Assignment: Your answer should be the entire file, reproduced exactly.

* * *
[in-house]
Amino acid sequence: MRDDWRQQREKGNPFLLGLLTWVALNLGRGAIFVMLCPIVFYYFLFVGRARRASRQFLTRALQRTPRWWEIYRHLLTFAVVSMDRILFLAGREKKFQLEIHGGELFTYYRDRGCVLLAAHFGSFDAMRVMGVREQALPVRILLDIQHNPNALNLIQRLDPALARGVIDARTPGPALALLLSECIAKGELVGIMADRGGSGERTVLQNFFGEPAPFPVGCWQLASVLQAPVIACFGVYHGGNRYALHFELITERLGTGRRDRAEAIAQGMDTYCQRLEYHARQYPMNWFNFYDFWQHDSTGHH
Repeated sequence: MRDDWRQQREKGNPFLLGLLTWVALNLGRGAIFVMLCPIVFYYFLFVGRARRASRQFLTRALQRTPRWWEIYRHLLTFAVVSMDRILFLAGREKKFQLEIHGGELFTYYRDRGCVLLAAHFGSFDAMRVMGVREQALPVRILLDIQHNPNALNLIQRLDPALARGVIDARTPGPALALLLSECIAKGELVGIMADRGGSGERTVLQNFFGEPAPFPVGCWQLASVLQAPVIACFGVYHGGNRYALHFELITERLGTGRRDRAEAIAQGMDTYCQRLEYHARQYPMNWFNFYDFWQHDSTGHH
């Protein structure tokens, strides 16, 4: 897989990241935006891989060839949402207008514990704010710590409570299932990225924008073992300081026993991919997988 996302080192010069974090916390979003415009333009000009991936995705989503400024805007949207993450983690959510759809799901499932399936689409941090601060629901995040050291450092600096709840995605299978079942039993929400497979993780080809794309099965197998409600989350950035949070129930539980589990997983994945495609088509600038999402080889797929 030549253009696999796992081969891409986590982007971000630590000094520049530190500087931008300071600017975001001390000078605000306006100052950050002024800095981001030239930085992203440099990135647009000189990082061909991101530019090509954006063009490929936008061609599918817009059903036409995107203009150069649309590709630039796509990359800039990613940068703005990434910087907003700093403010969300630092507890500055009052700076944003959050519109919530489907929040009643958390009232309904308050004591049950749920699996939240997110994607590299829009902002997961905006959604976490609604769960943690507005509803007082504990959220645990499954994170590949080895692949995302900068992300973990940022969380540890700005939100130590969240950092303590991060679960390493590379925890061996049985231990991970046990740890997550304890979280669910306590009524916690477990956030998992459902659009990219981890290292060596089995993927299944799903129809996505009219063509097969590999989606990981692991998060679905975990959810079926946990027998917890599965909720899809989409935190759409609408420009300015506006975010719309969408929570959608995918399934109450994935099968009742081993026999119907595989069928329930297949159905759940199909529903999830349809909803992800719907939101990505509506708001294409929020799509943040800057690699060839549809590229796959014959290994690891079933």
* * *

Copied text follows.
[in-house]
Amino acid sequence: MRDDWRQQREKGNPFLLGLLTWVALNLGRGAIFVMLCPIVFYYFLFVGRARRASRQFLTRALQRTPRWWEIYRHLLTFAVVSMDRILFLAGREKKFQLEIHGGELFTYYRDRGCVLLAAHFGSFDAMRVMGVREQALPVRILLDIQHNPNALNLIQRLDPALARGVIDARTPGPALALLLSECIAKGELVGIMADRGGSGERTVLQNFFGEPAPFPVGCWQLASVLQAPVIACFGVYHGGNRYALHFELITERLGTGRRDRAEAIAQGMDTYCQRLEYHARQYPMNWFNFYDFWQHDSTGHH
Repeated sequence: MRDDWRQQREKGNPFLLGLLTWVALNLGRGAIFVMLCPIVFYYFLFVGRARRASRQFLTRALQRTPRWWEIYRHLLTFAVVSMDRILFLAGREKKFQLEIHGGELFTYYRDRGCVLLAAHFGSFDAMRVMGVREQALPVRILLDIQHNPNALNLIQRLDPALARGVIDARTPGPALALLLSECIAKGELVGIMADRGGSGERTVLQNFFGEPAPFPVGCWQLASVLQAPVIACFGVYHGGNRYALHFELITERLGTGRRDRAEAIAQGMDTYCQRLEYHARQYPMNWFNFYDFWQHDSTGHH
């Protein structure tokens, strides 16, 4: 897989990241935006891989060839949402207008514990704010710590409570299932990225924008073992300081026993991919997988 996302080192010069974090916390979003415009333009000009991936995705989503400024805007949207993450983690959510759809799901499932399936689409941090601060629901995040050291450092600096709840995605299978079942039993929400497979993780080809794309099965197998409600989350950035949070129930539980589990997983994945495609088509600038999402080889797929 030549253009696999796992081969891409986590982007971000630590000094520049530190500087931008300071600017975001001390000078605000306006100052950050002024800095981001030239930085992203440099990135647009000189990082061909991101530019090509954006063009490929936008061609599918817009059903036409995107203009150069649309590709630039796509990359800039990613940068703005990434910087907003700093403010969300630092507890500055009052700076944003959050519109919530489907929040009643958390009232309904308050004591049950749920699996939240997110994607590299829009902002997961905006959604976490609604769960943690507005509803007082504990959220645990499954994170590949080895692949995302900068992300973990940022969380540890700005939100130590969240950092303590991060679960390493590379925890061996049985231990991970046990740890997550304890979280669910306590009524916690477990956030998992459902659009990219981890290292060596089995993927299944799903129809996505009219063509097969590999989606990981692991998060679905975990959810079926946990027998917890599965909720899809989409935190759409609408420009300015506006975010719309969408929570959608995918399934109450994935099968009742081993026999119907595989069928329930297949159905759940199909529903999830349809909803992800719907939101990505509506708001294409929020799509943040800057690699060839549809590229796959014959290994690891079933």